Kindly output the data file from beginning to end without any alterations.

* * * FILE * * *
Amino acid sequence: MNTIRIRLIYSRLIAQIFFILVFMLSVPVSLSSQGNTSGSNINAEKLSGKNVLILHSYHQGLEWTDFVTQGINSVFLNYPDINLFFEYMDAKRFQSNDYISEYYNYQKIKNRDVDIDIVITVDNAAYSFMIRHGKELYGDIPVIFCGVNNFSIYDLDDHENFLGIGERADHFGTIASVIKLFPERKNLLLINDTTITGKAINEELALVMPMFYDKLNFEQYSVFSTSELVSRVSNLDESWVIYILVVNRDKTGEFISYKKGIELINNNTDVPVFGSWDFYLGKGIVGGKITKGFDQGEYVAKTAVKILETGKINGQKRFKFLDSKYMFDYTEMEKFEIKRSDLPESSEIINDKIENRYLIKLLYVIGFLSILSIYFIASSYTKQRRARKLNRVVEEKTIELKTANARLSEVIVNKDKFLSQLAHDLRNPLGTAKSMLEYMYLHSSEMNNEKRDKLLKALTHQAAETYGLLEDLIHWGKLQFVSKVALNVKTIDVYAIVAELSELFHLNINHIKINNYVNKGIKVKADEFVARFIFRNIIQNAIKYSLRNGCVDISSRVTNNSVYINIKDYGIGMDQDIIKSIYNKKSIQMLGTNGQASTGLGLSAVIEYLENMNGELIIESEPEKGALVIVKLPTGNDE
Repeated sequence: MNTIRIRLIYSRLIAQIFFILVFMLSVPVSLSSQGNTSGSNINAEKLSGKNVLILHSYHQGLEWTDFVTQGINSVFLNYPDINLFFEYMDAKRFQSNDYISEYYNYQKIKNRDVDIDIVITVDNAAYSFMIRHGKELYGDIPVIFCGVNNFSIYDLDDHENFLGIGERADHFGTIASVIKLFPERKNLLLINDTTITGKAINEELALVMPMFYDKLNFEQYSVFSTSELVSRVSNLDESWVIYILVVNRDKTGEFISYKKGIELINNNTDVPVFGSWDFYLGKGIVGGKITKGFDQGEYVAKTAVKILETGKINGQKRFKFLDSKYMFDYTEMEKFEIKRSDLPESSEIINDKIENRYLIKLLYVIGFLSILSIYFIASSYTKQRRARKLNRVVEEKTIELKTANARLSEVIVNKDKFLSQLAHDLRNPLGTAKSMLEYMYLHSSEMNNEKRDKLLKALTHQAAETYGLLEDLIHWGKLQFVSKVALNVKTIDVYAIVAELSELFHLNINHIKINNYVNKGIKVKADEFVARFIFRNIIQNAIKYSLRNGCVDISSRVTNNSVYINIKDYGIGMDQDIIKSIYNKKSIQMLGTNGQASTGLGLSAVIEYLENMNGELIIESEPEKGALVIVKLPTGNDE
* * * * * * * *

Amino acid sequence: MNTIRIRLIYSRLIAQIFFILVFMLSVPVSLSSQGNTSGSNINAEKLSGKNVLILHSYHQGLEWTDFVTQGINSVFLNYPDINLFFEYMDAKRFQSNDYISEYYNYQKIKNRDVDIDIVITVDNAAYSFMIRHGKELYGDIPVIFCGVNNFSIYDLDDHENFLGIGERADHFGTIASVIKLFPERKNLLLINDTTITGKAINEELALVMPMFYDKLNFEQYSVFSTSELVSRVSNLDESWVIYILVVNRDKTGEFISYKKGIELINNNTDVPVFGSWDFYLGKGIVGGKITKGFDQGEYVAKTAVKILETGKINGQKRFKFLDSKYMFDYTEMEKFEIKRSDLPESSEIINDKIENRYLIKLLYVIGFLSILSIYFIASSYTKQRRARKLNRVVEEKTIELKTANARLSEVIVNKDKFLSQLAHDLRNPLGTAKSMLEYMYLHSSEMNNEKRDKLLKALTHQAAETYGLLEDLIHWGKLQFVSKVALNVKTIDVYAIVAELSELFHLNINHIKINNYVNKGIKVKADEFVARFIFRNIIQNAIKYSLRNGCVDISSRVTNNSVYINIKDYGIGMDQDIIKSIYNKKSIQMLGTNGQASTGLGLSAVIEYLENMNGELIIESEPEKGALVIVKLPTGNDE
Repeated sequence: MNTIRIRLIYSRLIAQIFFILVFMLSVPVSLSSQGNTSGSNINAEKLSGKNVLILHSYHQGLEWTDFVTQGINSVFLNYPDINLFFEYMDAKRFQSNDYISEYYNYQKIKNRDVDIDIVITVDNAAYSFMIRHGKELYGDIPVIFCGVNNFSIYDLDDHENFLGIGERADHFGTIASVIKLFPERKNLLLINDTTITGKAINEELALVMPMFYDKLNFEQYSVFSTSELVSRVSNLDESWVIYILVVNRDKTGEFISYKKGIELINNNTDVPVFGSWDFYLGKGIVGGKITKGFDQGEYVAKTAVKILETGKINGQKRFKFLDSKYMFDYTEMEKFEIKRSDLPESSEIINDKIENRYLIKLLYVIGFLSILSIYFIASSYTKQRRARKLNRVVEEKTIELKTANARLSEVIVNKDKFLSQLAHDLRNPLGTAKSMLEYMYLHSSEMNNEKRDKLLKALTHQAAETYGLLEDLIHWGKLQFVSKVALNVKTIDVYAIVAELSELFHLNINHIKINNYVNKGIKVKADEFVARFIFRNIIQNAIKYSLRNGCVDISSRVTNNSVYINIKDYGIGMDQDIIKSIYNKKSIQMLGTNGQASTGLGLSAVIEYLENMNGELIIESEPEKGALVIVKLPTGNDE